Halton Hills and North Halton newspapers
OPINION We will never forget
Independent & Free Press (Georgetown, ON), 10 Nov 2006, p. 6

Full Text

Why should we remember on Nov. 11th?

We remember because between 1899 and 1902 approximately 7,000 of our nation's soldiers served in the South Africa War; 267 gave their lives in battle.

We remember because in the First World War (1914-18)-- by far the bloodiest conflict in which our country has ever been involved-- about 650,000 Canadians and Newfoundlanders crossed the Atlantic Ocean. Nearly one out of of every nine-- a total of 69,000-- didn't survive.

We remember because in the Second World War (1939-45), one million troops from Canada's armed forces waged war on the sea, in the air and on land to strike down the systematic genocide of the Holocaust. More than 47,000 of these soldiers never saw their loved ones again.

We remember because during the Korean War (1950-53) nearly 28,000 Canadians served in the Canadian Army Special Force with 516 paying the ultimate sacrifice.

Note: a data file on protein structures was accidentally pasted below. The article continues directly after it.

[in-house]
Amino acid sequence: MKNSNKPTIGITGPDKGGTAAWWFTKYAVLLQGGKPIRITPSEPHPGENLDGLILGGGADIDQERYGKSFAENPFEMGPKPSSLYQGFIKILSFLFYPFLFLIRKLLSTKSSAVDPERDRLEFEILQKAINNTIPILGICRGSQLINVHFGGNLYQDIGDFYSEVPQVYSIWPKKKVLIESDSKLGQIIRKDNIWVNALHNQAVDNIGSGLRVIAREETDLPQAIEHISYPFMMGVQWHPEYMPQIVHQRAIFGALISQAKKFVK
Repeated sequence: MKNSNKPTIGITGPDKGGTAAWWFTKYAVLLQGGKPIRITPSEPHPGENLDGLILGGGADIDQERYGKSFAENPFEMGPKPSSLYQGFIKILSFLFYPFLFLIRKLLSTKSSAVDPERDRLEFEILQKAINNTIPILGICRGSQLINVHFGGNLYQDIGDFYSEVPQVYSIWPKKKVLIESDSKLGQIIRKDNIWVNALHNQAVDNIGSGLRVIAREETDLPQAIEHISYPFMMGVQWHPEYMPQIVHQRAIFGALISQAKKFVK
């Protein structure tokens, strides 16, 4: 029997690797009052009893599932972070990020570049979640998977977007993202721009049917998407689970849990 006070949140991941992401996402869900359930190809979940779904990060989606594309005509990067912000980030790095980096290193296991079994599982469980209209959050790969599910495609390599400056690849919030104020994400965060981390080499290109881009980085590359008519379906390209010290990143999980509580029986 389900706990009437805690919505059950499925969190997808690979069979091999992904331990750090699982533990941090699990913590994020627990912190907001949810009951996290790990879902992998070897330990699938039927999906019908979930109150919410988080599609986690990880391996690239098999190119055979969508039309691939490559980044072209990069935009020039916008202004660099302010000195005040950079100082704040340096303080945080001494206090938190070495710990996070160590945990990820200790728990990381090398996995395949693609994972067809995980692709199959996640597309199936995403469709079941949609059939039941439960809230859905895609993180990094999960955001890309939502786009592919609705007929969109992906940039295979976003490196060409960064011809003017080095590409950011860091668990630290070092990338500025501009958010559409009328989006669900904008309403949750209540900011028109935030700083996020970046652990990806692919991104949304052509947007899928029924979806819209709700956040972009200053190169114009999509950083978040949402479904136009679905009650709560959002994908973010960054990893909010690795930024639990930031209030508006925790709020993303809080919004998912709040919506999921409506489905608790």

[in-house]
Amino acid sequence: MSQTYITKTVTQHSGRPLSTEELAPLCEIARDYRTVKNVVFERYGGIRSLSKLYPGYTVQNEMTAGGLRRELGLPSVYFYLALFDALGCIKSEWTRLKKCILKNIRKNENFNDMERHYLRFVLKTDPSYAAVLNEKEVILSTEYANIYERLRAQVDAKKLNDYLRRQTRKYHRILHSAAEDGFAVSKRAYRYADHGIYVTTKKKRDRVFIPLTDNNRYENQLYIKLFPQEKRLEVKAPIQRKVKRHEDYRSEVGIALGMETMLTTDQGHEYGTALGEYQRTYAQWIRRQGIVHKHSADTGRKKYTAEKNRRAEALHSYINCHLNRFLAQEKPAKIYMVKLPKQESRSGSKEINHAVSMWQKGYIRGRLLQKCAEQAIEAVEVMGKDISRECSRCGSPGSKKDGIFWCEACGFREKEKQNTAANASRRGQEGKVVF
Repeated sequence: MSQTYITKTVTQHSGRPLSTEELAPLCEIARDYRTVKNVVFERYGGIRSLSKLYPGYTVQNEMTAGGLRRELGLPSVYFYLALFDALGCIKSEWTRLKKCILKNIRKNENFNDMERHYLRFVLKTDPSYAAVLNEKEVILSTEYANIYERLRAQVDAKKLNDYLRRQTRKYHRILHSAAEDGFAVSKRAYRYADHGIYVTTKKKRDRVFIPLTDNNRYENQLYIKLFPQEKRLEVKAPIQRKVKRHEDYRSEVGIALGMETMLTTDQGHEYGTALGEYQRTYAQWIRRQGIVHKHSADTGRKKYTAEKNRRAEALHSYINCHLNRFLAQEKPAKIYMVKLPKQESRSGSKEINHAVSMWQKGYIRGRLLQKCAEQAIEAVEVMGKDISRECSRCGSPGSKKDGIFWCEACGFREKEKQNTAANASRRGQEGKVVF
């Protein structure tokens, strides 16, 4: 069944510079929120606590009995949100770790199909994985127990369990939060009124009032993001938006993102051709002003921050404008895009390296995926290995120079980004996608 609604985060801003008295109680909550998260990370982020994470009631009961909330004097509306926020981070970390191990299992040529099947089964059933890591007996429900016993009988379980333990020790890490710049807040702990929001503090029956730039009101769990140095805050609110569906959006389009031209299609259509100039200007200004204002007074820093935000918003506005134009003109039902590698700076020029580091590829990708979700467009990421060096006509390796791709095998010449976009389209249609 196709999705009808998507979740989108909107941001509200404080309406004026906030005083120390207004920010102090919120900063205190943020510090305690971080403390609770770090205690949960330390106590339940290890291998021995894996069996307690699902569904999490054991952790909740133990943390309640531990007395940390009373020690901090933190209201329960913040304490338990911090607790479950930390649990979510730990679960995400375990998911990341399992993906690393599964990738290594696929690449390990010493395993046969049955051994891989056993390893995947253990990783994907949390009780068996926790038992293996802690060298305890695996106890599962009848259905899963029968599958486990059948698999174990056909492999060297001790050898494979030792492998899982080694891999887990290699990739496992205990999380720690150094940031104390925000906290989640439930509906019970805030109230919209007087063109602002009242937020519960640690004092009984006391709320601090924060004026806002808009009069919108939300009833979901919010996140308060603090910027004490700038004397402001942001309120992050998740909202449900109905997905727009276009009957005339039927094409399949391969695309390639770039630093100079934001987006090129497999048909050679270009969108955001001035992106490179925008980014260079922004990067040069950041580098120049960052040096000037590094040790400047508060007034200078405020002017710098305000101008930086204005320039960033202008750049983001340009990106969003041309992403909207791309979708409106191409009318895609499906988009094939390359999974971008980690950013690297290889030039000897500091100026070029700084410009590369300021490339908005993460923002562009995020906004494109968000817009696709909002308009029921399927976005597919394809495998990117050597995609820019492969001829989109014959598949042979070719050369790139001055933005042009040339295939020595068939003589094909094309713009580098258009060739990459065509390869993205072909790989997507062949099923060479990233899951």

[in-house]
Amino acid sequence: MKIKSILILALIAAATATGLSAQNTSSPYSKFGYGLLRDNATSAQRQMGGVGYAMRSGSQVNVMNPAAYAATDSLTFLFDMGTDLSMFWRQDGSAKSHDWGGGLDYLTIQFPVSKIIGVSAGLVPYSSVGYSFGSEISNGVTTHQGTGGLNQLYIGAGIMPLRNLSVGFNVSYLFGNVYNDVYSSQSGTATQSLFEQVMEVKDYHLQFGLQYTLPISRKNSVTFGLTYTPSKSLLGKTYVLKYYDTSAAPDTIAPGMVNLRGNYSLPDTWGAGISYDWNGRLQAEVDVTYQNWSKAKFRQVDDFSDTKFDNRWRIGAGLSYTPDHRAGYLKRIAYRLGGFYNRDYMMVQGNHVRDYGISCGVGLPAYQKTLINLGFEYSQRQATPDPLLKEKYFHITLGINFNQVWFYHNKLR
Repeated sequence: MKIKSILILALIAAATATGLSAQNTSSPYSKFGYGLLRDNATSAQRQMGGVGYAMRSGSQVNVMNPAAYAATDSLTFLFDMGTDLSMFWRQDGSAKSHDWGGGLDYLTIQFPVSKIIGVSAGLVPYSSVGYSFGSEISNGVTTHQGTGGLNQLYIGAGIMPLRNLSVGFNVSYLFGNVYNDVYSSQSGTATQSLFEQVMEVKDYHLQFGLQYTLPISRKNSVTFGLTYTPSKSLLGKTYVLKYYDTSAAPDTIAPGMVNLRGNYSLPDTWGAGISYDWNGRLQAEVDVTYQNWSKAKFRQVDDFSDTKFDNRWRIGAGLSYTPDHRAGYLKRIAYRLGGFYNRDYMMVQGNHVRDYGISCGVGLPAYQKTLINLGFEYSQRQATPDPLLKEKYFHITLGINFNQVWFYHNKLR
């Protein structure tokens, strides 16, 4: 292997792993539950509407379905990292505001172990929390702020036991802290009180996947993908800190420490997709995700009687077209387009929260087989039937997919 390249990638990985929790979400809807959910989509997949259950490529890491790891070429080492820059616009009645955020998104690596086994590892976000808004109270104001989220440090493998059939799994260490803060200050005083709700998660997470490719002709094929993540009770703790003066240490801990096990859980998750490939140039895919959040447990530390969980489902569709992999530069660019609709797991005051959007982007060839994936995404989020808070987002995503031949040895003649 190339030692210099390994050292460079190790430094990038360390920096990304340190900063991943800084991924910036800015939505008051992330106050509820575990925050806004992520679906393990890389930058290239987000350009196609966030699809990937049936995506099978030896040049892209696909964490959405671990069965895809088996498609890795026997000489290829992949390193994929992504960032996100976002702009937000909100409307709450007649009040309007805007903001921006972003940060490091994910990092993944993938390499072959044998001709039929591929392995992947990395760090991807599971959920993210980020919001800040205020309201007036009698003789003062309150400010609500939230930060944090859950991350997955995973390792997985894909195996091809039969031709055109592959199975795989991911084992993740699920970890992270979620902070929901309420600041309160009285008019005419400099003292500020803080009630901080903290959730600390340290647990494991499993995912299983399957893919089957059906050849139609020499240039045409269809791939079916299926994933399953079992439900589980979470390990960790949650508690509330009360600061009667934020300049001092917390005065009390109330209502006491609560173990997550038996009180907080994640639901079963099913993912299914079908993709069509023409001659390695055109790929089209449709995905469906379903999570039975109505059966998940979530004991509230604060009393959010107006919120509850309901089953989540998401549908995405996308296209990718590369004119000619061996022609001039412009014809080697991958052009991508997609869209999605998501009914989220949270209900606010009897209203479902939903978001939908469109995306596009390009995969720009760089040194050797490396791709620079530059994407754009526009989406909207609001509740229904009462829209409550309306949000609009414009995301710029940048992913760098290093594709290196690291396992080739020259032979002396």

We also remember because in 59 years of Canadian peacekeeping missions, more than 150,000 Canadians have served abroad, with 155 losing their lives-- including 42 alone in Canada's four-year mission in Afghanistan.

All tolled, our nation has sacrificed more than 117,200 of its sons and daughters in the name of freedom and peace.

We should remember because in the last 107 years more than 1.8-million Canadians have voluntarily put their lives in jeopardy in an attempt to bring peaceful conclusions to global conflicts.

We remember those who died on the field of battle; we remember those wounded in action; we remember those scarred psychologically by having witnessed the carnage, the inhumanity and the horror.

We remember their bravery. We remember their sacrifice. We remember that it is because of them that we enjoy one of the best standards of living in the world and live in a nation free from war in our own backyard.

With all but a handful of Canada's First World War veterans gone and more than 200,000 living Second World War veterans unlikely to be with us a generation from now, few children born today are likely to have an opportunity to meet a living veteran from the two largest conflicts Canadians have fought in.

While it would be naive of us to expect a world free of conflict, it is essential we remember these past battles so that we never lose sight of war's toll on humankind.

It is our duty to honour our ancestors' sacrifice, by promising we will never forget.

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OPINION We will never forget